Football is a sport resplendent with warlike terminology -- battles of the gridiron between two squads fighting over territory; aerial attacks; bombs, blitzes, advances and flankers; veterans in the trenches; field generals who throw bullets from shotgun formations.
Football isn't war, of course (well, unless you're Nick Saban), but sometimes it comes close, symbolically speaking. Take an innocent game between two teams, stir in a liberal helping of deep-seated regional hatred or nationalistic pride, and suddenly you've got a proxy for all kinds of latent, provincial anger and animosity. It's not just two sports teams trying to win a game; it's England and France reliving the Hundred Years' War in every soccer match between the two national teams; it's Cold War brinksmanship played out between the Americans and Soviets on an Olympic basketball court; it's Michigan and Ohio State fighting a war over Toledo (a war that Michigan surely won, Lou quipped last night, because who would fight to gain Toledo?) In an extreme example, it's La guerra del fútbol, with soccer riots escalating an actual shooting war between El Salvador and Honduras.
The "Border War" tomorrow night between Kansas and Mizzou is a prime example of a game taking on historical dimensions. In the 100+ year history of this matchup the stakes have never been so high: it's a battle of top-five squads, and both teams having a legitimate shot at the BCS Championship. But it's much, much more than that. The Jayhawks versus the Tigers is a proxy for a simmering state feud that goes back to the Civil War, a rivalry that throughout history often erupted in armed conflict.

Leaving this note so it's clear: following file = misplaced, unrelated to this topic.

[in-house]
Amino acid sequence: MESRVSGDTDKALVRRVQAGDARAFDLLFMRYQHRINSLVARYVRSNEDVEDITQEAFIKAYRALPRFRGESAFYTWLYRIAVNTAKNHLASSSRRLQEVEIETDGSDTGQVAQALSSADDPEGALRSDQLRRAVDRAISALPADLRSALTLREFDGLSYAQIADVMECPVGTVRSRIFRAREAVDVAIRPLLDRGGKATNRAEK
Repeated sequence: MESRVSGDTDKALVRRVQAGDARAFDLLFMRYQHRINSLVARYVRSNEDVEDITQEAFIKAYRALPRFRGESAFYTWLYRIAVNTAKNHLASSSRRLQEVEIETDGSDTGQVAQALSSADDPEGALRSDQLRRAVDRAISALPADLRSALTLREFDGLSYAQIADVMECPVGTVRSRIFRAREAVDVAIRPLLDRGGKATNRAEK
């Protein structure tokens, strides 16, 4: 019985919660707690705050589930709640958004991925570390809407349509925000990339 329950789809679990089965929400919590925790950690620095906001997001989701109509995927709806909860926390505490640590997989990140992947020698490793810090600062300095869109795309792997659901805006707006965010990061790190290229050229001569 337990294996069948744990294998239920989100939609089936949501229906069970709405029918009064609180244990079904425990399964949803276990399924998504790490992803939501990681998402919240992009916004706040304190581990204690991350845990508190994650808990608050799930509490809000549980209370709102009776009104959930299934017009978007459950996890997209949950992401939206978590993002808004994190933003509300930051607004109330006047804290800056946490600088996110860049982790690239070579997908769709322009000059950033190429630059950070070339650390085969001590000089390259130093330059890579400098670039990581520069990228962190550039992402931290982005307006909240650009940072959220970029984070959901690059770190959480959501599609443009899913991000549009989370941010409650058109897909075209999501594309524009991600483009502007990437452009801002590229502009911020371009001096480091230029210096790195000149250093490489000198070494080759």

Adam Thompson in the WSJ had a great cover story earlier this week on the Border War and all the latent ill will it's stirring up. This is what makes college football so vibrant, visceral, and sometimes terrifying: it can awaken a century-old feud and get people hopping mad like it happened yesterday. Everything comes spilling out; tempers flare; the blood boils. The game is no longer just a game.
KANSAS CITY, Mo. -- As the universities of Kansas and Missouri prepare to play the most important football game in their 116-year-old rivalry, trash talking is rampant here in a metropolis that straddles both states.
Yet this isn't just the usual back-and-forth about which quarterback or defense is superior. Nor is it centered on the inevitable jokes about how many Kansas (or Missouri) students are needed to change a light bulb. Rather, this trash talking is focused on which state's residents behaved more abominably amid the Civil War.
Fans "go back to the history books and start calling people names for things that started 150 years ago," says Kevin Worley, a Kansas City-based documentary filmmaker who isn't immune to that tendency himself. A die-hard Missouri fan, Mr. Worley suspects that "there's this ancestral hatred of Kansas bred in me" by a lineage traceable to soldiers who marched with Confederate general Jo Shelby.
To most of the nation, the showdown Saturday between second-ranked Kansas and fourth-ranked Missouri will most likely determine which team will play in the national championship game. (To reach that final, the victor Saturday would need to win one subsequent game.)
But to many here on both sides of the state line, the game is merely a proxy for a war that never really ended. Perhaps no other football rivalry in the nation pits against each other states that once fought as brutally as did Kansas and Missouri...